Camp Rabideau is located six miles south of Blackduck. The camp is one of the 2,650 camps President Franklin D. Roosevelt opened during his New Deal Program; the camp is a National Historic Landmark, is well preserved. The camp was opened to give jobs to young men between the ages of seventeen and twenty-one in hopes of helping the country get out of the depression. Blackduck Golf Course is located one mile west of Highway 71; this is a nine-hole course with cart rental provided. The golf course is located near the public access to Blackduck Lake. Pine Tree Park is just a short walk from the lake access; this is the closest camp ground to Blackduck. Blackduck Lake has numerous resorts. Blackduck has one public school divided into a high school; the school is located in the town of Blackduck at 156 First Street N. E; the following statistics are an average based on enrollment through the past five years. Number of Students: 329 Number of Teachers: 24 Student to Teacher Ratio: 14:1 Demographics: Asian/Pacific Islander: 0 American Indian/Alaska Native: 23 African American, non-Hispanic: 12 Hispanic: 6 White: 288 Number of Students: 373 Number of Teachers: 26 Student to Teacher Ratio: 15:1 Demographics: Asian/Pacific Islander: 3 American Indian/Alaska Native: 44 African American, non-Hispanic: 5 Hispanic: 5 White: 316 Blackduck School Website There are several establishments in Blackduck that serve food.
These places include Hillcrest Supper Club, Countryside Restaurant and the Blackduck Bowling Alley all are located off of Highway 71, Duck In And Eat located on Main Street, Blackduck Family Foods and The Pond on Frontage Road. The town of Blackduck has two hotels; the Drake Motel is located across the street from The Pond. FM 92.1 WMIS-FM 95.5 KKZY 97.5 KDKK 98.3 WBJI 99.1 KLLZ-FM 101.1 KBHP 102.5 KKWB 103.7 KKBJ-FM 104.5 KBUN-FMAM 820 WBKK 870 KPRM 1360 KKBJ 1450 KBUN Blackduck Community Website United States Department of Agriculture Forest Service: Camp Rabideau National Historic Landmark City-Data.com ePodunk: Profile for Blackduck, Minnesota
Minnesota is a state in the Upper Midwest and northern regions of the United States. Minnesota was admitted as the 32nd U. S. state on May 11, 1858, created from the eastern half of the Minnesota Territory. The state has a large number of lakes, is known by the slogan the "Land of 10,000 Lakes", its official motto is L'Étoile du Nord. Minnesota is the 12th largest in area and the 22nd most populous of the U. S. states. This area is the center of transportation, industry and government, while being home to an internationally known arts community; the remainder of the state consists of western prairies now given over to intensive agriculture. Minnesota was inhabited by various indigenous peoples for thousands of years prior to the arrival of Europeans. French explorers and fur traders began exploring the region in the 17th century, encountering the Dakota and Ojibwe/Anishinaabe tribes. Much of what is today Minnesota was part of the vast French holding of Louisiana, purchased by the United States in 1803.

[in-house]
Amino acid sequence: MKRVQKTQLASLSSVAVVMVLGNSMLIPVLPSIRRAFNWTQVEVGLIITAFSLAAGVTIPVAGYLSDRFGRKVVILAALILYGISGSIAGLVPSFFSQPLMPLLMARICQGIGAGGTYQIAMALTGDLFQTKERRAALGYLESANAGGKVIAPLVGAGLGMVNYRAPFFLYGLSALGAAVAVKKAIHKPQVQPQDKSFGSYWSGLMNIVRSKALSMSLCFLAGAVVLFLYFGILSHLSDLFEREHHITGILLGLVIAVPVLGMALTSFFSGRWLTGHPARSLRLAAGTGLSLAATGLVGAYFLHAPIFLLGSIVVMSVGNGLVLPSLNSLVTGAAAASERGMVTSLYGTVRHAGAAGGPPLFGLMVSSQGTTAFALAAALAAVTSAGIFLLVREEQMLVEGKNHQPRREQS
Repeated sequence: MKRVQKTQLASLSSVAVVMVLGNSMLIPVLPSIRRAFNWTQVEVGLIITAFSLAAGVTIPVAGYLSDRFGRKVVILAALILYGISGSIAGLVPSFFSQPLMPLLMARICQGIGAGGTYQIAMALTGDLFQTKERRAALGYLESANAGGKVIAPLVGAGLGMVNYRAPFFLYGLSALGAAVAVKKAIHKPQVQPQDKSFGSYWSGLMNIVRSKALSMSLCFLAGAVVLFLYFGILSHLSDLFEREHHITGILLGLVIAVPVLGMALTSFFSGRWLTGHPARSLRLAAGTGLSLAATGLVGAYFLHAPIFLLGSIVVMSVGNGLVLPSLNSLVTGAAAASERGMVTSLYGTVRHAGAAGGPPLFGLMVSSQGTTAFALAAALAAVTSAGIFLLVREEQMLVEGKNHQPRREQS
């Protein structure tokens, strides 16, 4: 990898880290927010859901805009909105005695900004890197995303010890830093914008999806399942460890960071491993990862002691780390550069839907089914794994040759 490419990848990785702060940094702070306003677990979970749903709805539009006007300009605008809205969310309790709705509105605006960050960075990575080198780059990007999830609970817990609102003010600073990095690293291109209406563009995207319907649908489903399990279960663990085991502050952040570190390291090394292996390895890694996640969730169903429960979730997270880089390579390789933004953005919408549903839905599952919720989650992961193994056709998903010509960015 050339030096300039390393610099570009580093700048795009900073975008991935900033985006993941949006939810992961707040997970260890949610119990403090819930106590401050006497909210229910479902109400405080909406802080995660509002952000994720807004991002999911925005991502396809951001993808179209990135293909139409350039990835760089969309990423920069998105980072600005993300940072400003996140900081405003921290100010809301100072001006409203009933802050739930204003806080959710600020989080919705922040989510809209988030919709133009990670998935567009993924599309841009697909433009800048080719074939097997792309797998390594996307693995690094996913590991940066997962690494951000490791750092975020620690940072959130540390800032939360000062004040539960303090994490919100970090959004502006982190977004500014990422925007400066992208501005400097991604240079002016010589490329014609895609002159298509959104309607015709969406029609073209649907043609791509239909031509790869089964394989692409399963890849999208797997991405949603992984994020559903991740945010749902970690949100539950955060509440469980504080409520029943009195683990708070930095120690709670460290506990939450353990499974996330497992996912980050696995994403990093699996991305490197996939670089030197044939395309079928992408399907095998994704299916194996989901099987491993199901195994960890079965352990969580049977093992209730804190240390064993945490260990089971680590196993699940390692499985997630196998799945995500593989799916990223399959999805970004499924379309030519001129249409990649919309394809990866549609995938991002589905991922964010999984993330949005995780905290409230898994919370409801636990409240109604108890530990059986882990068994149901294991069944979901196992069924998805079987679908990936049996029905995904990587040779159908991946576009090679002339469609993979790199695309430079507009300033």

Following several territorial reorganizations, Minnesota in its current form was admitted as the country's 32nd state on May 11, 1858. Like many Midwestern states, it remained centered on lumber and agriculture. During the 19th and early 20th centuries, a large number of European immigrants from Scandinavia and Germany, began to settle the state, which remains a center of Scandinavian American and German American culture. In recent decades, immigration from Asia, the Horn of Africa, the Middle East, Latin America has broadened its demographic and cultural composition; the state's economy has diversified, shifting from traditional activities such as agriculture and resource extraction to services and finance. Minnesota's standard of living index is among the highest in the United States, the state is among the best-educated and wealthiest in the nation; the word Minnesota comes from the Dakota name for the Minnesota River: The river got its name from one of two words in the Dakota language,'Mní sóta' which means "clear blue water", or'Mnißota', which means cloudy water.
Native Americans demonstrated the name to early settlers by dropping milk into water and calling it mnisota. Many places in the state have similar names, such as Minnehaha Falls, Minneota, Minnetonka and Minneapolis, a combination of mni and polis, the Greek word for "city". Minnesota is the second northernmost U. S. state and northernmost contiguous state. Its isolated Northwest Angle in Lake of the Woods county is the only part of the 48 contiguous states lying north of the 49th parallel; the state is part of the U. S. region known as part of North America's Great Lakes Region. It shares a Lake Superior water border with Michigan and a land and water border with Wisconsin to the east. Iowa is to the south, North Dakota and South Dakota are to the west, the Canadian provinces of Ontario and Manitoba are to the north. With 86,943 square miles, or 2.25% of the United States, Minnesota is the 12th-largest state. Minnesota has gneisses that are about 3.6 billion years old. About 2.7 billion years ago, basaltic lava poured out of cracks in the floor of the primordial ocean.